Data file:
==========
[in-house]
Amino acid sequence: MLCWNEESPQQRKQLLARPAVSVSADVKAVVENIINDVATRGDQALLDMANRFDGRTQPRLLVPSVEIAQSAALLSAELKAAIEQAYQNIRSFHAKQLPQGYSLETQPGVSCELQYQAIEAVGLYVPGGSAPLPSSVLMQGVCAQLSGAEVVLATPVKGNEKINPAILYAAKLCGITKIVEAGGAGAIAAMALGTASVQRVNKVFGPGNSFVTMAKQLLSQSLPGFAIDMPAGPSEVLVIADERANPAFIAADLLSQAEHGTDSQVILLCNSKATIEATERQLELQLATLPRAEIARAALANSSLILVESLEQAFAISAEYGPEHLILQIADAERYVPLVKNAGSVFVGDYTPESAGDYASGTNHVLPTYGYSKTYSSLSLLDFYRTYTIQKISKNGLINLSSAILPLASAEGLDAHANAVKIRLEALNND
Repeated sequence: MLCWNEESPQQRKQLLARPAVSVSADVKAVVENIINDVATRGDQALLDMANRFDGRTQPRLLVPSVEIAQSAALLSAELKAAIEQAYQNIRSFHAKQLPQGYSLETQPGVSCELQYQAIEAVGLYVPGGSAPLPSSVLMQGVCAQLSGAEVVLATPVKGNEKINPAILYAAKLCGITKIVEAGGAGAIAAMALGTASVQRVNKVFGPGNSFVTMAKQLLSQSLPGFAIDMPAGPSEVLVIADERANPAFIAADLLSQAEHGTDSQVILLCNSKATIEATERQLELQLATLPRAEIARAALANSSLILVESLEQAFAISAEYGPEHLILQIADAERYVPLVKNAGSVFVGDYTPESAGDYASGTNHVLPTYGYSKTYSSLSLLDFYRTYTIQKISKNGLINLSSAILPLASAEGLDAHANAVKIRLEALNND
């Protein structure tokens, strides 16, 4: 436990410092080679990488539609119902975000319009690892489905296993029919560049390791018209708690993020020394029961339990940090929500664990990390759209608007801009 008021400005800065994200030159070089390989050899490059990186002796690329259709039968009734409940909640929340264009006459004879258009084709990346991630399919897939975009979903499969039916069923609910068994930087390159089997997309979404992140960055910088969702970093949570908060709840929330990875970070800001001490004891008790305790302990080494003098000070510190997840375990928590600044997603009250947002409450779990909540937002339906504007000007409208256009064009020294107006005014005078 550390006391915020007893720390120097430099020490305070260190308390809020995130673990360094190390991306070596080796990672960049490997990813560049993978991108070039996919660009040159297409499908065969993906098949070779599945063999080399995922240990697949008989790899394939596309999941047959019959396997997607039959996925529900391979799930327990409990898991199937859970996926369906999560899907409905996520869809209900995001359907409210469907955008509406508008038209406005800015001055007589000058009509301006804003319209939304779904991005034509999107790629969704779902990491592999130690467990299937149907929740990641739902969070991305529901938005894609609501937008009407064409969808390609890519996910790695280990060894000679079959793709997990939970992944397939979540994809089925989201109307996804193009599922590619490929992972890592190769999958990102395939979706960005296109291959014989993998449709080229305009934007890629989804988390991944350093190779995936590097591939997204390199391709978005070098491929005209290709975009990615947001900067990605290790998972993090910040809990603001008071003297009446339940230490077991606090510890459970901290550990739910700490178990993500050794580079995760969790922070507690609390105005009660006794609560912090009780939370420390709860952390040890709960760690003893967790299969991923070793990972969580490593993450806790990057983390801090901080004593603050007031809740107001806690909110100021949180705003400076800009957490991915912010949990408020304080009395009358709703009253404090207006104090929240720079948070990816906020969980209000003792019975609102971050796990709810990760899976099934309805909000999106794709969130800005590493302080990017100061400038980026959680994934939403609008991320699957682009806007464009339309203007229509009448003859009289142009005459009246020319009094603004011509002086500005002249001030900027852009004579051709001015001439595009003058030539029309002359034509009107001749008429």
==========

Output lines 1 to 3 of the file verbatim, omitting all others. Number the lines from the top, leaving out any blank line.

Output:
[in-house]
Amino acid sequence: MLCWNEESPQQRKQLLARPAVSVSADVKAVVENIINDVATRGDQALLDMANRFDGRTQPRLLVPSVEIAQSAALLSAELKAAIEQAYQNIRSFHAKQLPQGYSLETQPGVSCELQYQAIEAVGLYVPGGSAPLPSSVLMQGVCAQLSGAEVVLATPVKGNEKINPAILYAAKLCGITKIVEAGGAGAIAAMALGTASVQRVNKVFGPGNSFVTMAKQLLSQSLPGFAIDMPAGPSEVLVIADERANPAFIAADLLSQAEHGTDSQVILLCNSKATIEATERQLELQLATLPRAEIARAALANSSLILVESLEQAFAISAEYGPEHLILQIADAERYVPLVKNAGSVFVGDYTPESAGDYASGTNHVLPTYGYSKTYSSLSLLDFYRTYTIQKISKNGLINLSSAILPLASAEGLDAHANAVKIRLEALNND
Repeated sequence: MLCWNEESPQQRKQLLARPAVSVSADVKAVVENIINDVATRGDQALLDMANRFDGRTQPRLLVPSVEIAQSAALLSAELKAAIEQAYQNIRSFHAKQLPQGYSLETQPGVSCELQYQAIEAVGLYVPGGSAPLPSSVLMQGVCAQLSGAEVVLATPVKGNEKINPAILYAAKLCGITKIVEAGGAGAIAAMALGTASVQRVNKVFGPGNSFVTMAKQLLSQSLPGFAIDMPAGPSEVLVIADERANPAFIAADLLSQAEHGTDSQVILLCNSKATIEATERQLELQLATLPRAEIARAALANSSLILVESLEQAFAISAEYGPEHLILQIADAERYVPLVKNAGSVFVGDYTPESAGDYASGTNHVLPTYGYSKTYSSLSLLDFYRTYTIQKISKNGLINLSSAILPLASAEGLDAHANAVKIRLEALNND